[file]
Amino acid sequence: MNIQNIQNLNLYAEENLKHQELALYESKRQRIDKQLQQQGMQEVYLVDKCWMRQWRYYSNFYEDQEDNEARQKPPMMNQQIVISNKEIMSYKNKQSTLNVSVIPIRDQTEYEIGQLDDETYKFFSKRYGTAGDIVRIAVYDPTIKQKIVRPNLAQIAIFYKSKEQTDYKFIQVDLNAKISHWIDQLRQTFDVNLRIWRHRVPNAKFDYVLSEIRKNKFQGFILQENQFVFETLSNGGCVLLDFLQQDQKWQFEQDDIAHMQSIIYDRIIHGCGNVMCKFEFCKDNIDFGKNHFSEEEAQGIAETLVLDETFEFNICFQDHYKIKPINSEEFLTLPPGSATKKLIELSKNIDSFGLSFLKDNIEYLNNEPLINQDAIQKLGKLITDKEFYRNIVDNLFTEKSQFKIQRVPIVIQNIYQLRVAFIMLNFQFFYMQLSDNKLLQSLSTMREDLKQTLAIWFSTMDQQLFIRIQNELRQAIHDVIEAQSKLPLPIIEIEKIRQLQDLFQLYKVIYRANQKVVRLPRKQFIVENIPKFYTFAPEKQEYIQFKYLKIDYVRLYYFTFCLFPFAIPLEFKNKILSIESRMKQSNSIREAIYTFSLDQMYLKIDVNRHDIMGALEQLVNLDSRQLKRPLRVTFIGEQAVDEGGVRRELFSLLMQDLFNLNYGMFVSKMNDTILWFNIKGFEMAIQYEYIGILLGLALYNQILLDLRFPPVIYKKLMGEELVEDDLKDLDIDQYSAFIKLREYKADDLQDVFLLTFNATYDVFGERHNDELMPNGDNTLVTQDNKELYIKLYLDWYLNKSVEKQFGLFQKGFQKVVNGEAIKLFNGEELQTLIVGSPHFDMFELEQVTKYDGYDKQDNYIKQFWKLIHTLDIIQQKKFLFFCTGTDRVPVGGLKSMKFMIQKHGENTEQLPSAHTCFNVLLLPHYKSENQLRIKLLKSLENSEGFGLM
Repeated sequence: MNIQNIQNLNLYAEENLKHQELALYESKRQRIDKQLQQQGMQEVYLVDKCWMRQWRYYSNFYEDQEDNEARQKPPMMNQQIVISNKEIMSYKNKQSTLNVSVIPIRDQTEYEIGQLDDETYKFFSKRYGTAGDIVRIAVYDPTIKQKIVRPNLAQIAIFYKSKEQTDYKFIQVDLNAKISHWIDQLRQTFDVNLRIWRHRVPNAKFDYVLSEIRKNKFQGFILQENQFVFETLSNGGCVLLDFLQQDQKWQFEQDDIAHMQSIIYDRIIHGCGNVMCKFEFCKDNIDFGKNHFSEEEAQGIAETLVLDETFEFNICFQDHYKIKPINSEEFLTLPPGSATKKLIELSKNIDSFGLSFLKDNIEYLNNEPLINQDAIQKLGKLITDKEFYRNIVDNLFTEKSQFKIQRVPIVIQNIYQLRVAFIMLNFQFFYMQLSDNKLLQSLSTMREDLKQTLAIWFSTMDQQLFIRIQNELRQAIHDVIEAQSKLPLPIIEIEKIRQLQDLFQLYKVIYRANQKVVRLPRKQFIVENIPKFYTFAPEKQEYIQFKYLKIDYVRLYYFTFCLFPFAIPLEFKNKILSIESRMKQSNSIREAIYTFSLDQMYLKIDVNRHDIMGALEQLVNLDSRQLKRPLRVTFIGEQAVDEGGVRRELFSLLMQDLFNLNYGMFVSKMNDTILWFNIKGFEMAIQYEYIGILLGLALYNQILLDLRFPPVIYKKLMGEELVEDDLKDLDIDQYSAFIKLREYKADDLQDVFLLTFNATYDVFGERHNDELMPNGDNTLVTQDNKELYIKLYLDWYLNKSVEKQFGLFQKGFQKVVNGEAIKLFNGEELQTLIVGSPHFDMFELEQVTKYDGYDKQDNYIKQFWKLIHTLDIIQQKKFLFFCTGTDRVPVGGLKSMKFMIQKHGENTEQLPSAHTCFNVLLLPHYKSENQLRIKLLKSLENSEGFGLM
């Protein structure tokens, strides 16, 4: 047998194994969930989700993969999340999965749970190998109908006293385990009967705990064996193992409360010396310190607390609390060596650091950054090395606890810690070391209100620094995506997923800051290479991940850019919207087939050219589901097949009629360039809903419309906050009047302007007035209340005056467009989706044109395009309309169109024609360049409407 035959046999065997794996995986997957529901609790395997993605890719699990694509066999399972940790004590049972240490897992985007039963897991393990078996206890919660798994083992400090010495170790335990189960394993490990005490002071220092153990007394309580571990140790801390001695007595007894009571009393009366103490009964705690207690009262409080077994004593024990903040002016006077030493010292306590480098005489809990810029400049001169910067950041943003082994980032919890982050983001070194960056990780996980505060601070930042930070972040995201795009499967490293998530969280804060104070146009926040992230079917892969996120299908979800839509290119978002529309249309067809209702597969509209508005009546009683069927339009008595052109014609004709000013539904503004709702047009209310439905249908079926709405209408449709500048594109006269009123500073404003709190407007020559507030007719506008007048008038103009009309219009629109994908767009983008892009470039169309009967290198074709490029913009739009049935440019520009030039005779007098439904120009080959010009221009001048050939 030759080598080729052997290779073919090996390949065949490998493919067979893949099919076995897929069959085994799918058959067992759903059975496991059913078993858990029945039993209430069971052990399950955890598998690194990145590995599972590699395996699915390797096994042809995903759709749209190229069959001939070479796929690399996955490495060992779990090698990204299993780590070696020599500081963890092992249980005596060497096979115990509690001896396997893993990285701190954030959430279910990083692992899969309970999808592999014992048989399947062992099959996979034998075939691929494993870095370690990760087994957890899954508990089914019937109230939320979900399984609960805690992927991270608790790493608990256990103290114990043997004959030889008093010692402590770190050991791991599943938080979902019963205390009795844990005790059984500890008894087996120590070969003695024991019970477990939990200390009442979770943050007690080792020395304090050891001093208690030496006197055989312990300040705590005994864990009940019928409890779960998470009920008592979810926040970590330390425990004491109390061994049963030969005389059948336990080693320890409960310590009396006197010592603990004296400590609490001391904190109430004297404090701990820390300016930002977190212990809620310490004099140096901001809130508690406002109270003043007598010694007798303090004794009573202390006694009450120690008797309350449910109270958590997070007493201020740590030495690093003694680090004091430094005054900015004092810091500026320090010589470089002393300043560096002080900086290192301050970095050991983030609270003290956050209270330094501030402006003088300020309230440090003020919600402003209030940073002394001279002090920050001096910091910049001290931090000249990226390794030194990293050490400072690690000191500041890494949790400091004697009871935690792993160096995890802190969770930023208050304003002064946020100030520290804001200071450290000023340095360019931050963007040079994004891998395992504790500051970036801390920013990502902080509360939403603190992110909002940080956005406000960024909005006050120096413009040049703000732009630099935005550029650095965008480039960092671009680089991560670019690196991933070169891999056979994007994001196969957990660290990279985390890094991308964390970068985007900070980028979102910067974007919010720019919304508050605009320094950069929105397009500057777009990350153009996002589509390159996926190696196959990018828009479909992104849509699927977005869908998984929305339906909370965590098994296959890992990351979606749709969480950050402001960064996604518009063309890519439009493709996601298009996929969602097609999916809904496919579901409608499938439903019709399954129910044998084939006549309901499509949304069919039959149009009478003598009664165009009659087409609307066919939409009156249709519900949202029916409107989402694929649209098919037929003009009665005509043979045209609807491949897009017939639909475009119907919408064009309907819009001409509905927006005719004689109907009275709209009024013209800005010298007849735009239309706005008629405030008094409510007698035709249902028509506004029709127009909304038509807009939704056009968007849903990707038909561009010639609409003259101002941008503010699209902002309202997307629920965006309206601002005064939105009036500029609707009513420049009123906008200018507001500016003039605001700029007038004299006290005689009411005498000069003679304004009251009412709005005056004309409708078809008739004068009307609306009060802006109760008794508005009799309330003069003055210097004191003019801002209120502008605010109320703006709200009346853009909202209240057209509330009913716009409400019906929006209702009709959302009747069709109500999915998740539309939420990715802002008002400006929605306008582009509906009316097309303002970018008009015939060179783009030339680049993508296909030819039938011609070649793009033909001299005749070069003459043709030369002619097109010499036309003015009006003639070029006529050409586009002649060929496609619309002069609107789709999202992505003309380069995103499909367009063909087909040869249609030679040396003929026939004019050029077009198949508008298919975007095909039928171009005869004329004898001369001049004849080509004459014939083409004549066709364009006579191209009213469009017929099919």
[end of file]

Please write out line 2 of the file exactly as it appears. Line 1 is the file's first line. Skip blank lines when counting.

Repeated sequence: MNIQNIQNLNLYAEENLKHQELALYESKRQRIDKQLQQQGMQEVYLVDKCWMRQWRYYSNFYEDQEDNEARQKPPMMNQQIVISNKEIMSYKNKQSTLNVSVIPIRDQTEYEIGQLDDETYKFFSKRYGTAGDIVRIAVYDPTIKQKIVRPNLAQIAIFYKSKEQTDYKFIQVDLNAKISHWIDQLRQTFDVNLRIWRHRVPNAKFDYVLSEIRKNKFQGFILQENQFVFETLSNGGCVLLDFLQQDQKWQFEQDDIAHMQSIIYDRIIHGCGNVMCKFEFCKDNIDFGKNHFSEEEAQGIAETLVLDETFEFNICFQDHYKIKPINSEEFLTLPPGSATKKLIELSKNIDSFGLSFLKDNIEYLNNEPLINQDAIQKLGKLITDKEFYRNIVDNLFTEKSQFKIQRVPIVIQNIYQLRVAFIMLNFQFFYMQLSDNKLLQSLSTMREDLKQTLAIWFSTMDQQLFIRIQNELRQAIHDVIEAQSKLPLPIIEIEKIRQLQDLFQLYKVIYRANQKVVRLPRKQFIVENIPKFYTFAPEKQEYIQFKYLKIDYVRLYYFTFCLFPFAIPLEFKNKILSIESRMKQSNSIREAIYTFSLDQMYLKIDVNRHDIMGALEQLVNLDSRQLKRPLRVTFIGEQAVDEGGVRRELFSLLMQDLFNLNYGMFVSKMNDTILWFNIKGFEMAIQYEYIGILLGLALYNQILLDLRFPPVIYKKLMGEELVEDDLKDLDIDQYSAFIKLREYKADDLQDVFLLTFNATYDVFGERHNDELMPNGDNTLVTQDNKELYIKLYLDWYLNKSVEKQFGLFQKGFQKVVNGEAIKLFNGEELQTLIVGSPHFDMFELEQVTKYDGYDKQDNYIKQFWKLIHTLDIIQQKKFLFFCTGTDRVPVGGLKSMKFMIQKHGENTEQLPSAHTCFNVLLLPHYKSENQLRIKLLKSLENSEGFGLM